When a plaintiff’s lawyer terminates his representation just weeks before the statute of limitations is set to expire on a health care liability claim, this termination may constitute extraordinary cause to excuse the plaintiff’s noncompliance with certain pre-suit notice and certificate of good faith requirements.
In Reed v. West Tennessee Healthcare, Inc., No. W2018-00227-COA-R9-CV (Tenn. Ct App. Oct. 8, 2018), plaintiff was injured when he fell while in the hospital being treated for a different injury on October 18, 2015. He retained counsel over four months before the statute of limitations was set to run on his health care liability claim, but just a few weeks before it expired, the attorney terminated his representation of plaintiff. Plaintiff then sent a letter dated October 7, 2016 to a hospital executive stating that he had been injured and demanding compensation. He subsequently filed his HCLA complaint on October 14, 2016, which was within the one-year statute of limitations, but he did not attach a Certificate of Good Faith to his complaint. After he filed his complaint, he hired a new attorney.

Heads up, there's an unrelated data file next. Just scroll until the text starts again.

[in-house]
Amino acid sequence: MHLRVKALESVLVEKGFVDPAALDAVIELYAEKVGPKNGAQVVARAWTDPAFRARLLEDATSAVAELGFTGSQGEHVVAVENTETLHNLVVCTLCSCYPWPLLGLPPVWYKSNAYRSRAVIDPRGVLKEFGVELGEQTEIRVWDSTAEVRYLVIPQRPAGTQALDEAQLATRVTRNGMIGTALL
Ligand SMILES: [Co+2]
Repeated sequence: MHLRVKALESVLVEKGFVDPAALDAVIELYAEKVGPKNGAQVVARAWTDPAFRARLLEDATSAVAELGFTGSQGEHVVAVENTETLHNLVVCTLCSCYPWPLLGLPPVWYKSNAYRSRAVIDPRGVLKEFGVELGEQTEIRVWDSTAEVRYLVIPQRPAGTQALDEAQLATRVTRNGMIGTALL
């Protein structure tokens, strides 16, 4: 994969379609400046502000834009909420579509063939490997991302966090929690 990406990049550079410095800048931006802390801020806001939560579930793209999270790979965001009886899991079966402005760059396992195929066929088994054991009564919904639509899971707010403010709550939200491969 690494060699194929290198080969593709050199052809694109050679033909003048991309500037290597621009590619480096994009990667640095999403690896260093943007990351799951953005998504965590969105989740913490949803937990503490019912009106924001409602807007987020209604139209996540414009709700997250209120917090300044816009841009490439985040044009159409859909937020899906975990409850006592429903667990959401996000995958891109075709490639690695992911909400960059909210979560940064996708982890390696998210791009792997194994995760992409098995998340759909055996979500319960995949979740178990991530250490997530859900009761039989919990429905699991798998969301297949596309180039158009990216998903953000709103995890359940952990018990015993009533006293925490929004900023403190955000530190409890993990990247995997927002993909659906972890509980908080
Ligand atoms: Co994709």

Defendant filed two motions to dismiss, one based on plaintiff’s failure to attach a Certificate of Good Faith and one based on plaintiff’s failure to follow the pre-suit notice requirements by failing to give his notice 60 days before he filed the complaint, failing to provide a HIPAA authorization, failing to provide an affidavit from the party who mailed the notice, and failing to state that he had complied with the statute. The trial court denied both motions, finding that the termination of representation just weeks before the statute of limitations ran constituted extraordinary cause under the HCLA and thus excused compliance with these requirements. The Court of Appeals affirmed.